Beijing is not expected to agree to the implementation of a calling-party-pays (CPP) billing system for mobile telephones as it would reduce operator revenue.
'This year, CPP will not be implemented,' said an unnamed industry executive. He also said it would be 'very difficult' to implement the system next year.
Investors have expressed concern about potential declines in industry revenue, despite expectations that any losses from the new billing system would be partially offset by an increase in subscribers.
News of the billing system's possible implementation caused China Mobile's and China Unicom's share prices to fall in August.
The executive said changing the tariff system while the industry was in a high-growth stage would result in business uncertainty.
He said that most countries which had the CPP system had done so early on in the development of their mobile-phone industry.
'CPP is not just about tariff cuts,' he said.
'It . . . should be seen as a wider adjustment of the telecoms tariff system which also involves fixed-line operators [there are a lot of fixed-line-to-mobile calls].'
Under the present system, both callers and receivers are charged. However, under a one-way CPP system, only the calling party pays, reducing operators' revenue by half for each call.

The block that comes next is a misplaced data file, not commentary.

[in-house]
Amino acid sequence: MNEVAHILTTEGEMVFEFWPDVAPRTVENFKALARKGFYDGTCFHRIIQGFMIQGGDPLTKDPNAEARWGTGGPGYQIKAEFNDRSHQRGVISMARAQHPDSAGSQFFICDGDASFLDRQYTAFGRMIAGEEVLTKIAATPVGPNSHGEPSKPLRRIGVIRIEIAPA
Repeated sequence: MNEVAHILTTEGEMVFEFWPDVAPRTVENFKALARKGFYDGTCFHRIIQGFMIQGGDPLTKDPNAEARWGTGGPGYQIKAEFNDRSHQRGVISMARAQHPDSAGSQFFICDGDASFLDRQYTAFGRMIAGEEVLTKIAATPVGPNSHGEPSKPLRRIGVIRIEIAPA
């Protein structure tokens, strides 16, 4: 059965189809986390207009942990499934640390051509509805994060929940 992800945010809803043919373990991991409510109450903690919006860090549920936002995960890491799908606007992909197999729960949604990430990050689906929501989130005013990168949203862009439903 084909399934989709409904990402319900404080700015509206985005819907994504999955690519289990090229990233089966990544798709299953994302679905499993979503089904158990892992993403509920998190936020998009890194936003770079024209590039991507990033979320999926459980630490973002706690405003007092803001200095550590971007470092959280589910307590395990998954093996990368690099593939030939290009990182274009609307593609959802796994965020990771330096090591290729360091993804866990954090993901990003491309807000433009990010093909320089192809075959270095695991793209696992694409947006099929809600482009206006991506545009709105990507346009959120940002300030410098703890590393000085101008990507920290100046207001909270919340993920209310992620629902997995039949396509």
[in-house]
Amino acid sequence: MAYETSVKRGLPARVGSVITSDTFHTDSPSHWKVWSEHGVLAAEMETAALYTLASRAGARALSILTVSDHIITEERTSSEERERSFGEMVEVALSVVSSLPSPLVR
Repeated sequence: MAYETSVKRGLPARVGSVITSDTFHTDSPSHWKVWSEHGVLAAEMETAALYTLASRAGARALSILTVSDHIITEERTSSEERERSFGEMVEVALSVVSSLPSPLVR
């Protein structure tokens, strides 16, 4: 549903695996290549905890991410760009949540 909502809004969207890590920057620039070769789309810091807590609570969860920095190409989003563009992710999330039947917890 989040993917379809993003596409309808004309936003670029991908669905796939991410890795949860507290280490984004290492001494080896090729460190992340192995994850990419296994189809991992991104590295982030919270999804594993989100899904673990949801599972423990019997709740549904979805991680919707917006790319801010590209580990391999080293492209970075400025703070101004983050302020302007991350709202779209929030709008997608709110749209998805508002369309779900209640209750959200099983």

The change to the billing system is being considered by Beijing to increase the penetration of mobile-phone services in China.
Market penetration was just below 10 per cent at the end of August, with 125.77 million subscribers.
'China already has one of the world's cheapest mobile-phone rates, so I think the industry will grow rapidly without [having to] implement CPP,' the executive said.
However, investors are primarily concerned about the falling average revenue per user (ARPU) and mounting competition within the industry.
Investors last month dumped shares in the leading mobile-phone players after operators reported worse-than-expected declines in ARPU.
China Mobile, with more than 70 per cent of the market, has seen its market share being eaten into by rival China Unicom, which has been allowed by Beijing to offer tariffs that are up to 20 per cent cheaper.
Faced with this pressure, China Mobile tested the market in July by offering CPP tariffs in a city in the Shandong province. China Unicom responded by offering a similar service in the same area.
The executive said he believed a 'semi-CPP' billing system would be a more likely option for the sector.
This will allow operators a cut of fixed-line-to-mobile revenue which will increase after CPP is implemented.